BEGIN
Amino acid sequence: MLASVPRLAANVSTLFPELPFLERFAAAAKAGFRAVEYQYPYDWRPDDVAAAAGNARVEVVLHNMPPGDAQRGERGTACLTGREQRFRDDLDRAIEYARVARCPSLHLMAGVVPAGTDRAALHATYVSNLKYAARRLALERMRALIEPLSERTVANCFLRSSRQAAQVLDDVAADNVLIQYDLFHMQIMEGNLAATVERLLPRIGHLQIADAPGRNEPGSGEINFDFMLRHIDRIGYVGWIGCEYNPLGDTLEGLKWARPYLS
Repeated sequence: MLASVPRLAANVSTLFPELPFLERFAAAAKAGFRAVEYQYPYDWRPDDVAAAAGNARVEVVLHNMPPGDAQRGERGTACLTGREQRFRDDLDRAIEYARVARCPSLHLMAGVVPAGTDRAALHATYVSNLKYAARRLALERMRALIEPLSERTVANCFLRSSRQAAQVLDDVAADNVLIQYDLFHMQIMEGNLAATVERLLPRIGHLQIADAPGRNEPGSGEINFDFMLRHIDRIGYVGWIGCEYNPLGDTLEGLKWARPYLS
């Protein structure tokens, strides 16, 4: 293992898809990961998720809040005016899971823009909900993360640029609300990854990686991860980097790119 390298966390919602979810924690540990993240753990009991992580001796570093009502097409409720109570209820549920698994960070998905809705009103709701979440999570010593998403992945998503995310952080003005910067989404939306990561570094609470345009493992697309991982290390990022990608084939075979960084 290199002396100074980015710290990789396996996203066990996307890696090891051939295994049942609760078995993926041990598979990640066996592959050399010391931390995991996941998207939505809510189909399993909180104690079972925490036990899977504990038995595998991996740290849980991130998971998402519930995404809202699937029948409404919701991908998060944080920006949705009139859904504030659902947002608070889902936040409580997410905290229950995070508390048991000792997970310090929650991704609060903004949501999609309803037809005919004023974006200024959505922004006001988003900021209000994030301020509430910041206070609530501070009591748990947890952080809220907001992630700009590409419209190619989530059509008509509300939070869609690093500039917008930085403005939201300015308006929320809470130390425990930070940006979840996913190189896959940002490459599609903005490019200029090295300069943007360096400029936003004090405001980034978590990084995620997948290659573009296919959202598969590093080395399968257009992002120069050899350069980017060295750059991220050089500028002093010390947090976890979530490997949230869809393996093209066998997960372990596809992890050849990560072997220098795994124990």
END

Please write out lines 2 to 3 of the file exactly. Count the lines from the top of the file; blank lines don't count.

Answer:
Repeated sequence: MLASVPRLAANVSTLFPELPFLERFAAAAKAGFRAVEYQYPYDWRPDDVAAAAGNARVEVVLHNMPPGDAQRGERGTACLTGREQRFRDDLDRAIEYARVARCPSLHLMAGVVPAGTDRAALHATYVSNLKYAARRLALERMRALIEPLSERTVANCFLRSSRQAAQVLDDVAADNVLIQYDLFHMQIMEGNLAATVERLLPRIGHLQIADAPGRNEPGSGEINFDFMLRHIDRIGYVGWIGCEYNPLGDTLEGLKWARPYLS
């Protein structure tokens, strides 16, 4: 293992898809990961998720809040005016899971823009909900993360640029609300990854990686991860980097790119 390298966390919602979810924690540990993240753990009991992580001796570093009502097409409720109570209820549920698994960070998905809705009103709701979440999570010593998403992945998503995310952080003005910067989404939306990561570094609470345009493992697309991982290390990022990608084939075979960084 290199002396100074980015710290990789396996996203066990996307890696090891051939295994049942609760078995993926041990598979990640066996592959050399010391931390995991996941998207939505809510189909399993909180104690079972925490036990899977504990038995595998991996740290849980991130998971998402519930995404809202699937029948409404919701991908998060944080920006949705009139859904504030659902947002608070889902936040409580997410905290229950995070508390048991000792997970310090929650991704609060903004949501999609309803037809005919004023974006200024959505922004006001988003900021209000994030301020509430910041206070609530501070009591748990947890952080809220907001992630700009590409419209190619989530059509008509509300939070869609690093500039917008930085403005939201300015308006929320809470130390425990930070940006979840996913190189896959940002490459599609903005490019200029090295300069943007360096400029936003004090405001980034978590990084995620997948290659573009296919959202598969590093080395399968257009992002120069050899350069980017060295750059991220050089500028002093010390947090976890979530490997949230869809393996093209066998997960372990596809992890050849990560072997220098795994124990």